7 Jul 2021

One of the world’s most endangered primates has been born at the zoo!

The precious youngster – a critically endangered Sumatran orangutan – has arrived to mum Emma (34), following an eight and a half month pregnancy. Dad Puluh is also aged 34.

Primate experts at the zoo say they are yet to determine the sex of the tiny newcomer, who has been clinging tightly to mum since entering the world on Saturday (19 June).

The birth is being celebrated by conservationists around the world, including in the species’ native to South East Asia, where fewer than 14,000 of the great apes remain in the wild. Sumatran orangutans are listed as critically endangered by the International Union for the Conservation of Nature (IUCN) and face an extremely high risk of extinction.

The baby is the first of its kind to be born at the zoo since our family of Sumatran orangutans moved back to their ‘Monsoon Forest’ home. We’re currently the only zoo in mainland Britain which cares for Sumatran orangutans.


“Sumatran orangutans are one of the world’s most threatened large mammals and so the safe arrival of a new baby is an incredibly special moment. Emma is an experienced mum and already she’s formed a really close bond with the little one – it’s wonderful to see her cradling it so gently.”

Claire Parry, Primate Keeper

“The youngster is a vital boost to the international conservation breeding programme, which is working to ensure a safety-net population for these critically endangered animals within the world’s most progressive zoos. Crucially, we also hope the baby will help us to raise more awareness about the destruction of rainforests in South East Asia that is driving this magnificent species, and many others, towards extinction.”

The Sumatran orangutan is one of the world’s most endangered great apes; threatened by hunting, illegal logging and habitat loss as its rainforest home is cleared to make way for palm oil plantations.

Palm oil is a highly efficient oil that is found in more than 50% of supermarket products globally. As the demand for unsustainable palm oil intensifies, orangutans are increasingly being edged towards extinction.

A team of conservationists at the Zoo are working in Indonesia, alongside sustainable palm oil farms and NGOs, to help prevent further deforestation.


“For many years now our teams at the zoo have been working with palm oil suppliers in the UK, and with partners and NGOs in Indonesia, to encourage the growing of sustainable palm oil. We want there to be no further deforestation and, where palm oil plantations do already exist, we want them to include wildlife safe corridors to allow animals to move through them freely.”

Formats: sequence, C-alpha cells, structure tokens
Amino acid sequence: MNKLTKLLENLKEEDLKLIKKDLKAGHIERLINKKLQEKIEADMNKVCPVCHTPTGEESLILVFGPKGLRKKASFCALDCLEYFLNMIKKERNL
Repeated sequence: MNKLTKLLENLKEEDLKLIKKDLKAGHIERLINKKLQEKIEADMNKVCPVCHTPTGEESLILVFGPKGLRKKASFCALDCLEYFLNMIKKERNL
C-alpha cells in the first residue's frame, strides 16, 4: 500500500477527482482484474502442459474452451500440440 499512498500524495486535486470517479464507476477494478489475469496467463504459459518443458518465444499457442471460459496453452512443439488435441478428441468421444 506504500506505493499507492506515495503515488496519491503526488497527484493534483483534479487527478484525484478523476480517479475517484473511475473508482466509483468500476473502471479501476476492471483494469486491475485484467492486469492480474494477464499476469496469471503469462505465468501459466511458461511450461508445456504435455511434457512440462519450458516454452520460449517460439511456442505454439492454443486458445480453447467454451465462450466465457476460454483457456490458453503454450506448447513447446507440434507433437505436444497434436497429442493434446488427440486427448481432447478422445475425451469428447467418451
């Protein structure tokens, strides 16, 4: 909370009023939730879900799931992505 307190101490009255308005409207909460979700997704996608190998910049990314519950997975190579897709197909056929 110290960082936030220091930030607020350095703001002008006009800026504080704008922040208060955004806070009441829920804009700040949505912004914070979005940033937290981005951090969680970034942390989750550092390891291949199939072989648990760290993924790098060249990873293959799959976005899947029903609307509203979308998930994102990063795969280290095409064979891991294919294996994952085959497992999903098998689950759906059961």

Nick Davis, Deputy Curator of Mammals

“With the help of our partners, we have also started to reconnect areas of rainforest by replanting native trees back into the ground where they once stood. With palm oil being such a widely used product, people power is key in turning the tide if we’re to save these charismatic animals. Like most of the products we buy, if consumers demand certified sustainable alternatives, then suppliers will quickly change their ways and practices – bringing an end to the destruction some of the most treasured ecosystems on the planet.”

The city of Chester became the world’s first Sustainable Palm Oil City after conservationists at the zoo completely revamped the supply chains of businesses in the area to only include palm oil from sustainable, deforestation-free suppliers. This included local restaurants, cafes, hotels, fast food outlets, schools and workplaces. The project is now being used a blueprint in other communities in the UK in a bid to save South East Asia’s most precious wildlife.


Unsustainable palm oil plantations are wiping out incredible species due to their destructive methods which has resulted in years of deforestation. We’re fighting to prevent the extinction of precious biodiversity in South East Asia, but we need your help.



We’ve been working with partners in the field, lobbying in government and educating people far and wide about the threats facing Borneo and Sumatra’s biodiversity. Our multi-faceted approach to conservation is at the heart of our conservation work around the world and especially in South East Asia. 

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